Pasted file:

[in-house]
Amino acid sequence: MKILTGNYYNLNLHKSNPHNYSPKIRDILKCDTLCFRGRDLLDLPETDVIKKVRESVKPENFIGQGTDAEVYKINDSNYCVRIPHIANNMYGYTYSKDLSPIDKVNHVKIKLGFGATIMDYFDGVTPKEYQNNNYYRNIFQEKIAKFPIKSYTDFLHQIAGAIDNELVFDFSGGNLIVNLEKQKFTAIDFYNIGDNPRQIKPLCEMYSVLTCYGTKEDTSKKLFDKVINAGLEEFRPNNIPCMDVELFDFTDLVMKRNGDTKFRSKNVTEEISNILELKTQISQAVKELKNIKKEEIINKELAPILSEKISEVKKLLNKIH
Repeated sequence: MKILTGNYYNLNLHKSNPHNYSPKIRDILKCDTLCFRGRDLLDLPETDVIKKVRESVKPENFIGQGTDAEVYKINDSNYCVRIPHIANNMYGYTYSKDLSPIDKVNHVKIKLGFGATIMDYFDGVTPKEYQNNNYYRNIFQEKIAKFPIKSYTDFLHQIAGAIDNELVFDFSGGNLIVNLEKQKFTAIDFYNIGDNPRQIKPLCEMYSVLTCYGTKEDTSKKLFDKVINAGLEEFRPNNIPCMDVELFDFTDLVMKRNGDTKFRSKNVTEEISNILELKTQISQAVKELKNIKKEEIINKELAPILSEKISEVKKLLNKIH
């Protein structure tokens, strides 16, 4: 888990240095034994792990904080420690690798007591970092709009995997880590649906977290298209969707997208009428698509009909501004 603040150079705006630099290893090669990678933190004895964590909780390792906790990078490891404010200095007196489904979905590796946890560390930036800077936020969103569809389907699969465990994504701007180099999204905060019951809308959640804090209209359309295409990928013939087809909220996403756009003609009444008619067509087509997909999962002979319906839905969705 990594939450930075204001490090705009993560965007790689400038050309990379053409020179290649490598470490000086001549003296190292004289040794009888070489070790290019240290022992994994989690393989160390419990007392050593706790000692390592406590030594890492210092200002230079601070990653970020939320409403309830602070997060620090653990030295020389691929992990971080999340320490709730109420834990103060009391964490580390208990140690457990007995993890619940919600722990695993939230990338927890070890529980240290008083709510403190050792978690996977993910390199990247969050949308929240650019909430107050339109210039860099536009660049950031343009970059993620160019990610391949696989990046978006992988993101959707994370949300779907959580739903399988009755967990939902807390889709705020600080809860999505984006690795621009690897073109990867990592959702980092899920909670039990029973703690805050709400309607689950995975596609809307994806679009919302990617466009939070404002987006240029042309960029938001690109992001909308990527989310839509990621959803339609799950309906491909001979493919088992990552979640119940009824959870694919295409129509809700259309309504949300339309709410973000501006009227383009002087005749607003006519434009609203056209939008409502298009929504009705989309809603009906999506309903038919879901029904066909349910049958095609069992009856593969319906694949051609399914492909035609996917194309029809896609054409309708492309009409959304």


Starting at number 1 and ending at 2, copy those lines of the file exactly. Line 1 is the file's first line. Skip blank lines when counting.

[in-house]
Amino acid sequence: MKILTGNYYNLNLHKSNPHNYSPKIRDILKCDTLCFRGRDLLDLPETDVIKKVRESVKPENFIGQGTDAEVYKINDSNYCVRIPHIANNMYGYTYSKDLSPIDKVNHVKIKLGFGATIMDYFDGVTPKEYQNNNYYRNIFQEKIAKFPIKSYTDFLHQIAGAIDNELVFDFSGGNLIVNLEKQKFTAIDFYNIGDNPRQIKPLCEMYSVLTCYGTKEDTSKKLFDKVINAGLEEFRPNNIPCMDVELFDFTDLVMKRNGDTKFRSKNVTEEISNILELKTQISQAVKELKNIKKEEIINKELAPILSEKISEVKKLLNKIH